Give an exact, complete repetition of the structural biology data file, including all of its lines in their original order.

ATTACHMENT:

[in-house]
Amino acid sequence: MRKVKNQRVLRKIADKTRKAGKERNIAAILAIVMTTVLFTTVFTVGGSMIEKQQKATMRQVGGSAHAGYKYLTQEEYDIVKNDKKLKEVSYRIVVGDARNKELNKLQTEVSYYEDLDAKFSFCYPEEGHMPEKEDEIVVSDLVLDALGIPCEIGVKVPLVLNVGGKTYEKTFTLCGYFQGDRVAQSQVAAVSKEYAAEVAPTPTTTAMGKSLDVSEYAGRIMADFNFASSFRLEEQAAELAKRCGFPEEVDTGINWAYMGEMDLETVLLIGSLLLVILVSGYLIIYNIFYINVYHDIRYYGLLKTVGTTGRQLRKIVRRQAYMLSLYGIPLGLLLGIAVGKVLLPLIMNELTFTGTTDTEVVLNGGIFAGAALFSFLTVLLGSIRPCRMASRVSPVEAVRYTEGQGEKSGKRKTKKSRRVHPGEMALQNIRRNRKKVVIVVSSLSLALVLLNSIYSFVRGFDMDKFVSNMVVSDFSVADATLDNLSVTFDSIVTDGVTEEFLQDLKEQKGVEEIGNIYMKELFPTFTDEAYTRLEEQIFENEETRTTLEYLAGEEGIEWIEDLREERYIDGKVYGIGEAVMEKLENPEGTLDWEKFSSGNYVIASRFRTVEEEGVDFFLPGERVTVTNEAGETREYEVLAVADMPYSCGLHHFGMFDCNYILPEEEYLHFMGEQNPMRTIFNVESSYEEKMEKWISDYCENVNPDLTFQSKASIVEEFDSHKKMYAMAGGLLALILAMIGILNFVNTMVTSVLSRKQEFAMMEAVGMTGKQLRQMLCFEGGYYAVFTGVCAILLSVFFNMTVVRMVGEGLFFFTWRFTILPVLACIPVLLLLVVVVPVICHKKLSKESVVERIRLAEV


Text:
[in-house]
Amino acid sequence: MRKVKNQRVLRKIADKTRKAGKERNIAAILAIVMTTVLFTTVFTVGGSMIEKQQKATMRQVGGSAHAGYKYLTQEEYDIVKNDKKLKEVSYRIVVGDARNKELNKLQTEVSYYEDLDAKFSFCYPEEGHMPEKEDEIVVSDLVLDALGIPCEIGVKVPLVLNVGGKTYEKTFTLCGYFQGDRVAQSQVAAVSKEYAAEVAPTPTTTAMGKSLDVSEYAGRIMADFNFASSFRLEEQAAELAKRCGFPEEVDTGINWAYMGEMDLETVLLIGSLLLVILVSGYLIIYNIFYINVYHDIRYYGLLKTVGTTGRQLRKIVRRQAYMLSLYGIPLGLLLGIAVGKVLLPLIMNELTFTGTTDTEVVLNGGIFAGAALFSFLTVLLGSIRPCRMASRVSPVEAVRYTEGQGEKSGKRKTKKSRRVHPGEMALQNIRRNRKKVVIVVSSLSLALVLLNSIYSFVRGFDMDKFVSNMVVSDFSVADATLDNLSVTFDSIVTDGVTEEFLQDLKEQKGVEEIGNIYMKELFPTFTDEAYTRLEEQIFENEETRTTLEYLAGEEGIEWIEDLREERYIDGKVYGIGEAVMEKLENPEGTLDWEKFSSGNYVIASRFRTVEEEGVDFFLPGERVTVTNEAGETREYEVLAVADMPYSCGLHHFGMFDCNYILPEEEYLHFMGEQNPMRTIFNVESSYEEKMEKWISDYCENVNPDLTFQSKASIVEEFDSHKKMYAMAGGLLALILAMIGILNFVNTMVTSVLSRKQEFAMMEAVGMTGKQLRQMLCFEGGYYAVFTGVCAILLSVFFNMTVVRMVGEGLFFFTWRFTILPVLACIPVLLLLVVVVPVICHKKLSKESVVERIRLAEV